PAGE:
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This post originally appeared on Pinstripe Alley one week ago. You can read the original here.

 

Were you a white guy with a mustache in the 1980s? Well then, odds are you played on the New York Yankees. From greats like Don Mattingly and Ron Guidry to veterans like Don Slaught and Lee Guetterman, everyone on those teams seemed to be sporting the look. Today, let’s take a look back at another of these mustachioed wonders, Mike “Pags” Pagliarulo, a man who held down third base in the Bronx in the 80s.

 

After a Hall of Fame career at Miami, aka “The U,” during which he batted .315 over 176 games, Mike Pagliarulo was drafted by the Yankees in the 6th round of the 1981 amateur draft. The native of Medford, MA used his power and reputation as a solid defender to climb his way quickly through the Yankees system. After reaching AAA Columbus as a 24-year old in 1984 and struggling to a .212/.293/.404 slash line through 58 games, he was surprised by a call up to the big leagues. You see, the Yankees had been struggling defensively in the infield, so when Toby Harrah hit the disabled list in early July, the Yankees took a shot on Pags, knowing he would at least catch the ball and throw it to first base properly.

 

 

Fresh off of a four-hour bus ride and a four hour flight (he had traveled to Tidewater overnight with Columbus before having to join the Yankees), Pags had a monster game, knocking a single and two doubles while scoring two runs and driving in one, and making all of his plays in the field to boot. Pagliarulo took over third base for the rest of the season and put up decent numbers, slashing .239/.288/.448 with a 104 OPS+ and 7 home runs in 67 games. His rookie performance was good enough that he was handed the starting third base job out of spring training in 1985, and wouldn’t relinquish it until he was traded in 1989.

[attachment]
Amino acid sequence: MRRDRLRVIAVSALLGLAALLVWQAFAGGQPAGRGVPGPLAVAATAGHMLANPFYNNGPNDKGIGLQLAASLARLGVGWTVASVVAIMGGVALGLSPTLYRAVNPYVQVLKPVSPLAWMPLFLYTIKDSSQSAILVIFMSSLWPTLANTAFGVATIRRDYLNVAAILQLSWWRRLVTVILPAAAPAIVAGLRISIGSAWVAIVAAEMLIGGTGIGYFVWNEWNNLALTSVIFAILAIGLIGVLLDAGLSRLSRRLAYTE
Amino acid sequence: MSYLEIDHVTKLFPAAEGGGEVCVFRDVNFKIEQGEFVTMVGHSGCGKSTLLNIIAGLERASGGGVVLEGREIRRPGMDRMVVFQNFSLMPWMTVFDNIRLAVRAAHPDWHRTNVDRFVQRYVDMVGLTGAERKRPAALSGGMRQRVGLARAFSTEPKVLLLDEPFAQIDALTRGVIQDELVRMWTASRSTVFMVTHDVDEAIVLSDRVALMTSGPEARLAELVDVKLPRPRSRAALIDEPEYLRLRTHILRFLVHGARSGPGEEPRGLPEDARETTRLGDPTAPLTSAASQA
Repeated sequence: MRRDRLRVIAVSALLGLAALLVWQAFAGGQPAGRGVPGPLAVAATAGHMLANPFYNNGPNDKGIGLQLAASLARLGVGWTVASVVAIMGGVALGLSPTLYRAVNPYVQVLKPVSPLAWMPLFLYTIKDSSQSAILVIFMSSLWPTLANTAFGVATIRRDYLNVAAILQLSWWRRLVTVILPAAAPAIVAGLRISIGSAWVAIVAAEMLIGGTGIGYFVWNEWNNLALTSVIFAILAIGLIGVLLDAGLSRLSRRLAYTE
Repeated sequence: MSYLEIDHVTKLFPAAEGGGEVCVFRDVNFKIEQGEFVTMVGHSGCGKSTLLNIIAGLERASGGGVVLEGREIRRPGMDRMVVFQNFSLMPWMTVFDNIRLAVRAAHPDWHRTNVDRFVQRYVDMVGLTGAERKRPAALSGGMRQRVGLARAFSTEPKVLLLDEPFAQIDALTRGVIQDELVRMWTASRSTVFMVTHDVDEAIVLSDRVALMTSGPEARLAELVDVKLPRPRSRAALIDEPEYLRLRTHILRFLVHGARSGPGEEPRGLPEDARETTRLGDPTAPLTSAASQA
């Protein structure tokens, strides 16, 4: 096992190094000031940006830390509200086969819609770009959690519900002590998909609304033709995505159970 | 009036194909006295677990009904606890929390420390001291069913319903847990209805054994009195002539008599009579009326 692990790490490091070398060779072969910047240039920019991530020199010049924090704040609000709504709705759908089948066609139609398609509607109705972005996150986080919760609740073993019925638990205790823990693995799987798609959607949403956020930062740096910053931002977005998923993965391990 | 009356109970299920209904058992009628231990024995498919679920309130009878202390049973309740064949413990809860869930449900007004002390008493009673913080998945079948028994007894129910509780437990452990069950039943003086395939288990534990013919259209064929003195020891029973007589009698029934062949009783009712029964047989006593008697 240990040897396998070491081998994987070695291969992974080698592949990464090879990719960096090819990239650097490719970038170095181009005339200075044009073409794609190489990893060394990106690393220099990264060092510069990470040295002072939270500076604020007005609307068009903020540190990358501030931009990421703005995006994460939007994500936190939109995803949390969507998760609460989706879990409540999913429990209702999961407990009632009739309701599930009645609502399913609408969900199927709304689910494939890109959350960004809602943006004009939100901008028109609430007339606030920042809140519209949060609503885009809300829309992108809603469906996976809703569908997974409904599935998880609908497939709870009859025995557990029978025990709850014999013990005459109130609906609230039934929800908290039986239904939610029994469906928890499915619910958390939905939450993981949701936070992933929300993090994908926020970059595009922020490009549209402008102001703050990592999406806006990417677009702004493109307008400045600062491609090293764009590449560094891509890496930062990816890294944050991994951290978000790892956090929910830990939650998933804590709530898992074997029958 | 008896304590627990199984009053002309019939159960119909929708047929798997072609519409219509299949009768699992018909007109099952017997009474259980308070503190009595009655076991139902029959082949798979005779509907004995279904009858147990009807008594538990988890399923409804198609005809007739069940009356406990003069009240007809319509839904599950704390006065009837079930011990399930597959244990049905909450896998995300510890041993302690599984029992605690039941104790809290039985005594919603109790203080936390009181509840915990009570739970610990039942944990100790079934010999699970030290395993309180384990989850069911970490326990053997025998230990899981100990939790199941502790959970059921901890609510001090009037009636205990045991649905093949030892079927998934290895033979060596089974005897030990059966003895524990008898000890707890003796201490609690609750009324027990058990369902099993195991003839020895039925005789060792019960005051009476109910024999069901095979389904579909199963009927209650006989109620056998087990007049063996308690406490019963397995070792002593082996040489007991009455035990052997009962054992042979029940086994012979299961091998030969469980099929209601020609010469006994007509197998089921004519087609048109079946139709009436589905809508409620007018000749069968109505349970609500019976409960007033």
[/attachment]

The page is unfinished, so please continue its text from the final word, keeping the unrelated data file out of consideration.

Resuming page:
His two best seasons in pinstripes were 1986 and 1987, when he combined to slash .236/.310/.472 with 50 doubles, 6 triples, 60 home runs and 158 RBI. He became another reliable power bat in a lineup that already included Don Mattingly and Dave Winfield. More importantly, he played a very solid third base throughout his tenure, which helped solidify a left side of the infield that, for the Yankees, had seemingly in flux for most of the decade (the shortstop situation wouldn’t be stabilized until Derek Jeter took over full time in 1996).Unfortunately, although the team experienced a modicum of success, even winning 98 games in a hard luck second place 1985, the Yankees never made the playoffs during Pagliarulo’s time in the Bronx.

 

 

In 1988, Pagliarulo’s production dipped severely, as he only managed to hit .216/.276/.367 and mustered only 15 home runs and an OPS+ of just 80. What was thought to be a slump turned into much more, when he started the next season poorly as well. Through 74 games, Pags hit just .197/.275/.299 with 4 home runs and an OPS+ of 60. Yikes. On July 22, 1989, the Yankees reached the limit of their patience with him, and they traded him, along with Don Schulze, to the Padres for veteran right-hander Walt Terrell and a player to be named later that eventually became Freddie Toliver.